In a world where all magical spells have been captured into cards, those who can build a deck have the most power.
The most Arthur could ever hope for was to someday earn a trash-tier spell card. When fate grants him a legendary Master of Skills card, he's thrust into a world of opportunity and danger.
To survive and grow strong, Arthur must learn skills. All the skills.
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Very good litrpg novel with a deckbuilding twist. The world building seems to be nicely done. The plot doesnt have much deus ex machina. There's quite a bit of plot conveniences but the MC is an active MC and moves the plot forward on his own instead of relying on events happening to him.
great novel, eagerly waiting for more chapters :D
When I started reading All The Skills it immediately grabbed my attention. Unlike many others on RR it has multiple strong aspects like flow of the story, world building, protagonist, supporting characters, creating the feeling of a truly alive wold. And frankly speaking before the heist chapters I would gladly rate this novel 5/5 but alas like most novels here it wasn't able to keep the very high standards it set and is rapidly deteriorating into mediocrity.
My main issue with the story is connected how the author rewards stupid/selfish actions.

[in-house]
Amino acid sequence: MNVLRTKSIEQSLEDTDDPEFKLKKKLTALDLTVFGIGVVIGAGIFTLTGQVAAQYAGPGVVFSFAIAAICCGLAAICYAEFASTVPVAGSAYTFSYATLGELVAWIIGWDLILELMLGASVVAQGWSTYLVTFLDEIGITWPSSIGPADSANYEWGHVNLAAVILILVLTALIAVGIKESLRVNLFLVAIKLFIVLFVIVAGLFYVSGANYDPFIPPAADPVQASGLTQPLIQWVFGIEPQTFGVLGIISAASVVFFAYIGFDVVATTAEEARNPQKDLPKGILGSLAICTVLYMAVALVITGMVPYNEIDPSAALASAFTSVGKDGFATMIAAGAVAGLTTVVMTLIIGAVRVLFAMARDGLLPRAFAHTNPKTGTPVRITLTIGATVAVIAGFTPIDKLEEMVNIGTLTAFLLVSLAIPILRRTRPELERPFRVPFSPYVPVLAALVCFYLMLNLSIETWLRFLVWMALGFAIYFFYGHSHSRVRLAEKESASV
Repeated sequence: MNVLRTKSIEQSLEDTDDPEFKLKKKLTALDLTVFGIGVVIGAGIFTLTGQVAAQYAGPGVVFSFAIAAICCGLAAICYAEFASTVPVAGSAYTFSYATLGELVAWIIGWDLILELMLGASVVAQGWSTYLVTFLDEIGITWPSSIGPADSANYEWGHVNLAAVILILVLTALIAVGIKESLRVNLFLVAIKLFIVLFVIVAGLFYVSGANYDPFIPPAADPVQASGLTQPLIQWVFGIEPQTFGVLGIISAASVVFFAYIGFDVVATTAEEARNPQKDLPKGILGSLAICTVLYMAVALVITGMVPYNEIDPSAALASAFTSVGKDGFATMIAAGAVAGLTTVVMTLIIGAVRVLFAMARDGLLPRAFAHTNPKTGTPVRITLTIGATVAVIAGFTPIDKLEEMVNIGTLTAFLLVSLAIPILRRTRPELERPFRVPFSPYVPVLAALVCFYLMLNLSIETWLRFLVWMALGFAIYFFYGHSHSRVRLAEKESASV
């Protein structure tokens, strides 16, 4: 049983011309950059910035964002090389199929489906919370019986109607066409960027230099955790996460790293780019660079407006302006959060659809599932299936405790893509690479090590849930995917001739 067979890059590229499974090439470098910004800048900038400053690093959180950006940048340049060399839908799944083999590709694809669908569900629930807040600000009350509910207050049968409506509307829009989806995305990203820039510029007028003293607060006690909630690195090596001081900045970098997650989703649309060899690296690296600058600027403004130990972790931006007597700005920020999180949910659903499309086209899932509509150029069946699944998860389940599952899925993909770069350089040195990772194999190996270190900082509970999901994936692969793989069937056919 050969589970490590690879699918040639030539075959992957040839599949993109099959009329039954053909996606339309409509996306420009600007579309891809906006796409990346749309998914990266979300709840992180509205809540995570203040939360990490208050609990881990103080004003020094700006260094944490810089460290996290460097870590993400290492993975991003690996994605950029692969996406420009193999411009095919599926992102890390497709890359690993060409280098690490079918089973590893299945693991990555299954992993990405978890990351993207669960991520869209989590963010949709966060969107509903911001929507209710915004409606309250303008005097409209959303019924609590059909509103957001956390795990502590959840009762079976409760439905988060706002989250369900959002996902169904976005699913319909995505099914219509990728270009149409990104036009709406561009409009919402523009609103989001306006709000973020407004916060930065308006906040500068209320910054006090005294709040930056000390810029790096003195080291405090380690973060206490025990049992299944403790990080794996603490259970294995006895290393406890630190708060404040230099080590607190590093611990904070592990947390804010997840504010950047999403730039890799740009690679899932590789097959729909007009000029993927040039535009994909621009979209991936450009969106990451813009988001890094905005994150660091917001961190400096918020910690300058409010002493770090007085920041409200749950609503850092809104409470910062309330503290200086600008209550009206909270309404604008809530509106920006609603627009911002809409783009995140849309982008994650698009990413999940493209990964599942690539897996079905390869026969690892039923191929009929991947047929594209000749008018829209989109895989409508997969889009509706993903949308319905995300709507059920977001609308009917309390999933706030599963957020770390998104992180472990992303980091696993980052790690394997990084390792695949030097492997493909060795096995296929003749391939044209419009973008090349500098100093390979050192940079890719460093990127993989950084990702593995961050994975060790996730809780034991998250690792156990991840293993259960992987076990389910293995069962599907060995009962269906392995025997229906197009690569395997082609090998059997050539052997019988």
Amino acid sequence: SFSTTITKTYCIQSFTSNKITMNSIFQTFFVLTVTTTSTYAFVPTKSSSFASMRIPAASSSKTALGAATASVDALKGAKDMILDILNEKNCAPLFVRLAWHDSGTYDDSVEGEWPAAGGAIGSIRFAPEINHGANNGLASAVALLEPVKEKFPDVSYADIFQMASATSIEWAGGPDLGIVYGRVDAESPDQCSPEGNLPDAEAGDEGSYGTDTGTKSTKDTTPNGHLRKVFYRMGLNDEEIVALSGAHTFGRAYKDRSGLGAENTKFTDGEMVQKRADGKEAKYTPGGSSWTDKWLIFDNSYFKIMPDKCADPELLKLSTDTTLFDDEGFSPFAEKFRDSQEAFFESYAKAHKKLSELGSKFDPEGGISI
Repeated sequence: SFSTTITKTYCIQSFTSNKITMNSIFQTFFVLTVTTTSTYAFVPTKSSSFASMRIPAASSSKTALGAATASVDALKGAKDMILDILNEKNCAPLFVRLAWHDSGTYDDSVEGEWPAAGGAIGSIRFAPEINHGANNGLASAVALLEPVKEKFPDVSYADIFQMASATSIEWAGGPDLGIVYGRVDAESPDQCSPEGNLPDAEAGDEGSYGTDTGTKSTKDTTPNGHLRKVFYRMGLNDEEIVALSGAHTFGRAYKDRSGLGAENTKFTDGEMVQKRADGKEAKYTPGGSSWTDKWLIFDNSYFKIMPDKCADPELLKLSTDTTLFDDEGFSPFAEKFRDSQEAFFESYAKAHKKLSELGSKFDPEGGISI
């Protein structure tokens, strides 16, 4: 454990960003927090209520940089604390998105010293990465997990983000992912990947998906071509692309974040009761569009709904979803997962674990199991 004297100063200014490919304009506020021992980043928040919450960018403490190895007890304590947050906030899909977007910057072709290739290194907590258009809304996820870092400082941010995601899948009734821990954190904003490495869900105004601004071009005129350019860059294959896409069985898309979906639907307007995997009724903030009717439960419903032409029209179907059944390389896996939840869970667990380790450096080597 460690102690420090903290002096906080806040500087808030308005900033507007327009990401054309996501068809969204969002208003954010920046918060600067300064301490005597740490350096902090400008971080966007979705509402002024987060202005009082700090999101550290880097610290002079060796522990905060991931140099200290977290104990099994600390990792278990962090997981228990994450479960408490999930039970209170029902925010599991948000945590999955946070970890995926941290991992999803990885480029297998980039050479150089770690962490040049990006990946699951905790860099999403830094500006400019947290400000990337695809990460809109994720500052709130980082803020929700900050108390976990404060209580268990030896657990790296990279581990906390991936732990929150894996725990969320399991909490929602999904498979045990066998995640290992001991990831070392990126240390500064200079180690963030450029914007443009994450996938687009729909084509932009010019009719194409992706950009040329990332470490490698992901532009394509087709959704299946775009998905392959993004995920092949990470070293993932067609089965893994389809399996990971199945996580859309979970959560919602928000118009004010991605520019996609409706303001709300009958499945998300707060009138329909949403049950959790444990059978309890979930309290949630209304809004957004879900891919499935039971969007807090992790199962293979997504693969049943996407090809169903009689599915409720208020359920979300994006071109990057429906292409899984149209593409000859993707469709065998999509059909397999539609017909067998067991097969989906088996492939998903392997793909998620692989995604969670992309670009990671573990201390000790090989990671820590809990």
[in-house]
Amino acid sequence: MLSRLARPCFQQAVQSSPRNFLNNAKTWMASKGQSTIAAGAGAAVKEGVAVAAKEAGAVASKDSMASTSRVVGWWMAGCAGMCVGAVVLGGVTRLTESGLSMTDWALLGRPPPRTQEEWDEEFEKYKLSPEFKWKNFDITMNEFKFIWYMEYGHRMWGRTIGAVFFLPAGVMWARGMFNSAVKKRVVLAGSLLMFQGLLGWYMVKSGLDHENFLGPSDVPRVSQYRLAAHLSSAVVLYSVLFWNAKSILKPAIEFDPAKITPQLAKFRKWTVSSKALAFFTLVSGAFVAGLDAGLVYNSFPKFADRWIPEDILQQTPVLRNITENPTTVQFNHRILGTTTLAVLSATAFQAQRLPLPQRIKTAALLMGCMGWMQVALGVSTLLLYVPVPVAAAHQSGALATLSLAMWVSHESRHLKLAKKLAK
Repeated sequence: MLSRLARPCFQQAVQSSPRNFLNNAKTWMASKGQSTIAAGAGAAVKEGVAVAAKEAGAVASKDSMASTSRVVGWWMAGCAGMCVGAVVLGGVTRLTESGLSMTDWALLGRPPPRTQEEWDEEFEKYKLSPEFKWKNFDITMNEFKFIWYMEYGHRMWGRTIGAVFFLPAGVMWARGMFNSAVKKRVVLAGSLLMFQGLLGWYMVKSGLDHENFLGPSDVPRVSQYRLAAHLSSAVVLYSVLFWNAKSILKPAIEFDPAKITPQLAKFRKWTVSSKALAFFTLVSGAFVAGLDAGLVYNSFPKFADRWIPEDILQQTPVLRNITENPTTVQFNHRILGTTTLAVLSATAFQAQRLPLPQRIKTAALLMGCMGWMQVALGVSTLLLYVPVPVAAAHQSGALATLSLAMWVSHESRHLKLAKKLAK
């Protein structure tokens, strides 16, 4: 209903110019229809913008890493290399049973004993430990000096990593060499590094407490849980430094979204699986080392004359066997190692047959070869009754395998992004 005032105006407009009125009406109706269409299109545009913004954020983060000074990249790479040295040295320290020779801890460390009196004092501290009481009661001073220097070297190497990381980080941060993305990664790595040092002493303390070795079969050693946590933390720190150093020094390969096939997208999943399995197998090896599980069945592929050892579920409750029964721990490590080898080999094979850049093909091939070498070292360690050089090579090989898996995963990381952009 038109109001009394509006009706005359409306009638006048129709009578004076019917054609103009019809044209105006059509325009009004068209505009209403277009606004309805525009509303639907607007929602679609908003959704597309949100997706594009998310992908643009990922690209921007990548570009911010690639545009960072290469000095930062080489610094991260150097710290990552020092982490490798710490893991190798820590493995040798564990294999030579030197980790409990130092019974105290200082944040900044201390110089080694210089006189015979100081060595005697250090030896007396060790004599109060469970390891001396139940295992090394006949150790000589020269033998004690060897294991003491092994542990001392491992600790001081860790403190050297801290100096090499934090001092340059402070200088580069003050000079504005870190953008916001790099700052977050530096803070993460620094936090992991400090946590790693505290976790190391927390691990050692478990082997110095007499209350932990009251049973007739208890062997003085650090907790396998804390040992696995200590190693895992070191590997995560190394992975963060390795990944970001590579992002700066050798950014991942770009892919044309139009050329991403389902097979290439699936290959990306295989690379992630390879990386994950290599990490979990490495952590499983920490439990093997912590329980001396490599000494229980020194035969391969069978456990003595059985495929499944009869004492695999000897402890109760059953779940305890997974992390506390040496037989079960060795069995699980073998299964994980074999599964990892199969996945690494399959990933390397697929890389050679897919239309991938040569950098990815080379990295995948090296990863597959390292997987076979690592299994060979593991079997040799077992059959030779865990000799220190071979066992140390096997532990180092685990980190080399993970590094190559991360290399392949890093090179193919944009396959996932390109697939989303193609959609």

When the protagonist chooses to do something really stupid like going in a scourge invested area with people he can't trust (see him as bait) with near zero combat ability, the author rewards him with a rare card and a vastly superior "home" to stay, where he can learn and advance. And the problem is not that he got a rare card the problem is he didn't loose anything in a situation where all ods where against him. This by itself isn't some massive blunder but combined with the next one crates a pattern.
Some time later the protagonist chooses to steal a lot of wealth from his uncle. Justifying his actions with a naive and childish argument that he is taking what should have been his.
The situation between him/his father and uncle is still unclear at this stage of the story (and I'm pretty sure the author will make him as unlikable as possible to justify the actions of the protagonist later). But for now, objectively his father lost in the grand game of power and lost the right to transfer his title and wealth to his offsprings. Maybe his uncle had something to do with this maybe not, we and the protagonist don't know what happened. If your father lost your family home in a casino and your uncle buys it you don't have any rights to the house. And stating anything other without the details of what happened is naive and maybe malicious.
Adding to the injury is the fact that he steals a lot of wealth when he knew they where in financial crisis. And what happens when you take a lot of resources from a government already struggling? People suffer. Historically and by extension in many fantasy setting dukes had a lot of responsibilities, like protecting their people from raiders/bandits, general security, they had many enterprises deeply connected with the economy of the dukedom etc. By taking from the duke you also take it from all the people who depend on him, the duke will not go hungry but his people will.